Time bars in demurrage claims: how is time calculated?
Where a charter party states that “Owners shall notify Charterers within 30 days after completion of discharge if demurrage has been incurred” and completion of discharge is in one time zone and owners’ notice is sent and received in another time zone, which time zone applies when calculating the 30 days? Or are the different time zones irrelevant?
West’s owner Member’s case in the English High Court provides welcome clarification on time bars for demurrage claims.
In the recent decision Euronav N.V. v Repsol Trading S.A. (The Maria) , the English High Court had to consider whether owners’ demurrage claim was time barred or if notification had been made in time, namely “within 30 days after completion of discharge”.
The Commercial Court held that, absent any general provision regarding dates and times in the charterparty, the completion of discharge is to be taken as having occurred on the date that it took place, as judged according to the place of discharge (therefore applying, in effect, the U.S. time zone). The Judge held that this was the case, even if, at the time that discharge occurred, it was already the next day in both owners’ and charterers’ (European) time zones.
This was owners’ application for a summary judgment for demurrage in the sum of US$ 487,183.12 plus interest.
The dispute arose under a charter party based on an amended Shellvoy 6 form, for the carriage of crude oil from Brazil (intention Santos) to 1 or 2 ports on the West Coast of the USA.
Clause 15 required owners to notify charterers within 30 days after completion of discharge if demurrage had been incurred, as follows:
15 (3) Owners shall notify Charterers within 30 days after completion of discharge if demurrage has been incurred and any demurrage claim shall be fully documented, and received by Charterers, within 90 days after completion of discharge. If Owners fail to give notice of or to submit any such claim with Documentation provided available, as required herein, within the limits aforesaid, Charterers’ liability for such demurrage shall be extinguished.
The charter party contained no general provision regarding dates and times.
On 24 December at 21:54 hours PST (local time), the tanker “MARIA” completed discharging operations at Long Beach, USA. Owners gave charterers their 30 day notice of demurrage on 24 January.
English law applied to disputes under the charter party and owners and charterers had their headquarters in Antwerp and Madrid, respectively. For these reasons, owners argued that, for the purposes of the 30 day time bar, completion of discharge had actually occurred on 25 December (either at 05:54 hours GMT or 06:54 hours CET), given that US time is 8/9 hours behind GMT and CET, respectively Therefore owners argued that their 24 January demurrage notice had been given in time, being on the 30th day after 25 December.
Charterers argued the completion of discharge was on 24 December local time in US and that, therefore, the demurrage notice was sent more than 30 days from completion of discharge and so owners’ demurrage claim was time barred.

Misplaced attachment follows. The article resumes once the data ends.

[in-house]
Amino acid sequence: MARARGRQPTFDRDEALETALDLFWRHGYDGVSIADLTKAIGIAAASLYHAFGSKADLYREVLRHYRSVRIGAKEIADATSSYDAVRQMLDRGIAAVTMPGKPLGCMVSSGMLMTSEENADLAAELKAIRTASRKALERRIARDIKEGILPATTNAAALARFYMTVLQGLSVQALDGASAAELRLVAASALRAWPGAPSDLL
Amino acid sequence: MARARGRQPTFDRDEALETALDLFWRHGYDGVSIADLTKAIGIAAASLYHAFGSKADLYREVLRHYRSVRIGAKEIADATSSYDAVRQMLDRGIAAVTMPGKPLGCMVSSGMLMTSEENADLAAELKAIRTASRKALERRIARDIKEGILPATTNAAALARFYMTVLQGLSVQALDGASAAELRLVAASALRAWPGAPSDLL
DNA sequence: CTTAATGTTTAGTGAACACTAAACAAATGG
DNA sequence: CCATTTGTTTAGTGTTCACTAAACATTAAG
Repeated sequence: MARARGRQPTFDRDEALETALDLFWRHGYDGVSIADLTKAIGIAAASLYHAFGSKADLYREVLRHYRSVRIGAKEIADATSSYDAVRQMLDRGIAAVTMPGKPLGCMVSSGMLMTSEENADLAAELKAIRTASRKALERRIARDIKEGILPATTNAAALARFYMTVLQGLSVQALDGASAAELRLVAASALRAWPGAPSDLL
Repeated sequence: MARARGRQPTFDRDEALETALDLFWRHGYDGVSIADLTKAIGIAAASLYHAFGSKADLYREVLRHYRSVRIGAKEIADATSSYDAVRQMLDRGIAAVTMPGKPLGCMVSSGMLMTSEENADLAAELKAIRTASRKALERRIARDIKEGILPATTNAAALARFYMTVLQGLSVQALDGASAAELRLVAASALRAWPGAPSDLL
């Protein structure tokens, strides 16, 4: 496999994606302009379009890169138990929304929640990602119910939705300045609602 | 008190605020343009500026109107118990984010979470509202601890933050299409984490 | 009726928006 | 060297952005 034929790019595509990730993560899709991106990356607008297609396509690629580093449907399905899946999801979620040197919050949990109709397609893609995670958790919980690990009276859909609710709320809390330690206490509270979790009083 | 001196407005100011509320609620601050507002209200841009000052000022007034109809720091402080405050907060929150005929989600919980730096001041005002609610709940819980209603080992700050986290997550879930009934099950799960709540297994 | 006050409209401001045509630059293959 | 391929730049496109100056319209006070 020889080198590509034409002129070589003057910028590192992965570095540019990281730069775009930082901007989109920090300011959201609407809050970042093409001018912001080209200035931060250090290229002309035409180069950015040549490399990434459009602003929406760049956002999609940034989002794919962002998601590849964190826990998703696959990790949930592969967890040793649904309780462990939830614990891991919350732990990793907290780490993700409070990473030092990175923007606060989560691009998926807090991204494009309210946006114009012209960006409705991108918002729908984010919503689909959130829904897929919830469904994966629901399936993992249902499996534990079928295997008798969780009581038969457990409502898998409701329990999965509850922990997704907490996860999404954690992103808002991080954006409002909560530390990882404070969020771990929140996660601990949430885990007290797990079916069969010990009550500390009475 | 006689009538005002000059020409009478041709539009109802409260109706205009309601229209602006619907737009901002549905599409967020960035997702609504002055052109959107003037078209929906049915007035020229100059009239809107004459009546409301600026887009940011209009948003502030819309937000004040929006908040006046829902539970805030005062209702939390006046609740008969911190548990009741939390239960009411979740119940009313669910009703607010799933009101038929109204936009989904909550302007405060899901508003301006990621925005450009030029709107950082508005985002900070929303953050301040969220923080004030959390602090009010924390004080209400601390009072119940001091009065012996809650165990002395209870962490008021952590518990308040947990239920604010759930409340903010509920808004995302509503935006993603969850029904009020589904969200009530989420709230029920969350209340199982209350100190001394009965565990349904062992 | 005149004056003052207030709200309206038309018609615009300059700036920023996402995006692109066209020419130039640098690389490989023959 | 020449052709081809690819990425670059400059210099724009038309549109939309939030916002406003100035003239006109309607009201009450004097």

High Court decision:
In a detailed judgment which considered English cases going back as far as 1808 and the English Statutes (Definition of Time) Act 1880, Mr Justice Henshaw found against owners and held the demurrage claim was time barred. Whilst the Judge agreed with owners that time starts to count on the day after the notice is given and not on the day of the notice, the Judge, however, held that “the date of completion of discharge is to be determined applying local time at the place of discharge”, even though this meant that, counting on an “elapsed time/hour” basis, owners did not have a full 30 days (as in 30 x 24 hours) in which to notify their demurrage claim.
The Judge based his reasoning on the fact that “The discharge of cargo from a vessel is a tangible physical event, which occurs at a specific location and in a particular time zone. It will in the ordinary course be recorded in documents, such as the Statement of Facts and any laytime statement, as having occurred at the time and date current applying local time. A contracting party would naturally expect the date stated in such documents to be the date of completion of discharge for contractual purposes….”.
The Judge held that a contract would require an express term if the parties wanted to depart from what the Judge termed “the natural starting point”, namely that events should be timed in accordance with local time.
Interestingly, Mr Justice Henshaw also pointed out that the date of the discharge of the cargo is significant not only for the purpose of notification of demurrage claims, but also for claims under Hague or Hague Visby Rules.
The legal costs of this case, including owners’ liability for charterers’ agreed recoverable costs, were supported and paid by the Club under owner Members’ Defence cover.